I cringe, thinking about the next morning. Overcast skies and mosquitoes everywhere. “Connie’s parents showed up when we were packing up and getting ready to go. They didn’t even talk to us. They just took her car and drove away.” I can’t blame them now, but they looked at us like we were vultures, feeding on their daughter. The dirt blew behind them as they drove Connie’s car down the hill.
“And the others?” Felix crosses his arms. “Couldn’t anyone do something?”
“Like what?” Crystal’s crying now. “We didn’t know.”
But we did know. Sort of. Mary dropped from the radar. Then Suzanne. LeAnn sent emails asking about both of them. Robyn was one of my best friends in college. I sent emails that never got any replies. I just thought she didn’t care anymore.
Felix puts a hand on his wife’s shoulder. “I’m sorry, babe.”
“We should have done something.” She’s sobbing now. “More.”
He looks at me for help. “Is there anything you can do?”
I gaze at my wine. “I don’t know.”
I’m awake at 8:00, already on my laptop, amazed I got any sleep at all, although the pullout bed was reasonably firm and the Star Wars sheets and comforter were fresh and cool. I email everyone I can think of about Emily, but I’m also tracking down a theory about Terry Wolford. My mind works on two tracks. Sometimes three or four, depending on how many projects I’ve got going and how much caffeine I’ve had.
The little girl—what’s her name?—bounces out of her bedroom in blue pajamas. “Are you playing a game?”
“I’m working.” I turn my screen away so she doesn’t catch what I’m writing about.
“Oh.” She sits on the floor, crossing her legs. “What’s your name?”
I’m sure Crystal told her. But then I’m pretty sure she told me her daughter’s name too. “I’m Rachel. What’s your name?”
“Gretchen.” She stands up. “Who was that lady in the back yard last night?’
I swallow, not sure what to say, or how much Gretchen saw and heard. “Her name is Emily. But she’s not coming back.” I hope.
“Dad got his gun.” She pointed a finger at the sliding door. “Ka-pow!”
I shudder. “He only wants to protect you. Your mom and dad probably told you never to touch it. Right?”
“Oh yeah.” She nods as if everyone in the world knows that. Then she puts a hand on my arm. “You’re different.”
I sigh. “Yeah. Everyone says that.”
Two hours later the kids are watching cartoons in the other room while I munch a bagel.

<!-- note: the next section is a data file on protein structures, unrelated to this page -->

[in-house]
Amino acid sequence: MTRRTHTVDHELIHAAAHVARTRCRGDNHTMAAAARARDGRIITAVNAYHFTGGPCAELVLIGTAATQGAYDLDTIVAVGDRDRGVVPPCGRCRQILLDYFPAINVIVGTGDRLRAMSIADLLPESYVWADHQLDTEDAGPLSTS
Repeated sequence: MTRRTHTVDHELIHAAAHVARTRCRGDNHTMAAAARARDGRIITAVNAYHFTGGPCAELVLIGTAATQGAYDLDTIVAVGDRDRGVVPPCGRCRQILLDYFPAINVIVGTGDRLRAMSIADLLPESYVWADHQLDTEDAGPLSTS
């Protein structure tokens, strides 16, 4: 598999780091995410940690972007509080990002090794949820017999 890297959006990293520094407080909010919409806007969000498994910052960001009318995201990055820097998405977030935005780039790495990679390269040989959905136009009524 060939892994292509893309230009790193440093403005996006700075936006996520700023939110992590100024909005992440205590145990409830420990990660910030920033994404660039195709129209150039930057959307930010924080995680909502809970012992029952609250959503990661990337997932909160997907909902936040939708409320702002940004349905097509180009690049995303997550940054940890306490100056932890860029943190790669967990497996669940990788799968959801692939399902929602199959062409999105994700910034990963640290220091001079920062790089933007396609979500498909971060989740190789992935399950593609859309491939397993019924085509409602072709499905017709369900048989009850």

Crystal sits down next to me and swears under her breath. “I told myself I’d never let any kids of mine sit in front of the TV on a Sunday morning. It’s not like we go to church every week or anything, but what am I doing?”
“They’re great kids.” And I don’t even like kids. “We talked about Harry Potter for an hour, and I only ever watched one of the movies. Although that kid who played Harry did grow up to be kind of hot, you know? I didn’t mention that.” I sip my coffee. “How’s Felix?”
“Oh, he gets to sleep late on Sundays. Even after last night, it’s his one day.” She scoots her chair close to my computer. “Do you have anything?”
“Well . . .” I look out through the sliding glass door. But it’s daylight, the sun streaming over the yard. “Not about Emily. Yet. But I might have something about your neighbor Terry Wolford.”
She blinks. Wolford is far back on her list of priorities right now, but after a moment she leans in. “Like what?”
I show her the site. “This.”
Crystal screeches her chair back. “Oh, my god. Really?”
“His wife died last year. It’s like that guy Renfield in Lord of the Flies. He ate flies, and then he—wait, that was Dracula.” I always get movies mixed up. “Anyway, I researched some of it one time . . .” I shiver, remembering Lulu Hess and her zombie son. “But one thing people try is animal sacrifice—draining the blood from a dying animal and using it to, uh, sort of jump-start a body. That’s what this looks like.”
“So you think he’s trying to—”
Gretchen runs in from the living room. I push the screen down. “Mom, can we have some more waffles? Please?” She drops to her knees, giggling, and holds her hands up as if she’s praying. “Pleeease?”
Crystal looks at me. I nod and stand up. “I’ve got to go make a phone call.”
Making an anonymous phone call is a lot harder than it used to be. Apparently pay phones used to be in every diner, 7-11, and corner drugstore, at least in the movies. I’ve got an app to hide my location, but I don’t trust it now. So I drive around until I spot a gas station with a phone next to the pumps.
I need gas, but I park a block away to avoid the security cameras. I’ve got a big pair of sunglasses and a baseball cap from Crystal’s house. I slouch as I walk, trying to look a little drunk but mostly harmless until I reach the phone.
How much does a pay phone cost these days? I just punch 911. A stern voice answers. “Emergency services. How can I help you?”
“There’s a, a guy.” I try to pitch my voice higher than it usually goes. “His name’s Terry Wolford.” I stammer the address. “I think he’s got a dead body in his basement. I think it’s his wife. And a whole bunch of dead animals. I think he’s . . . I don’t know. But there are all these pets missing around the neighborhood, and I think there’s something going on.”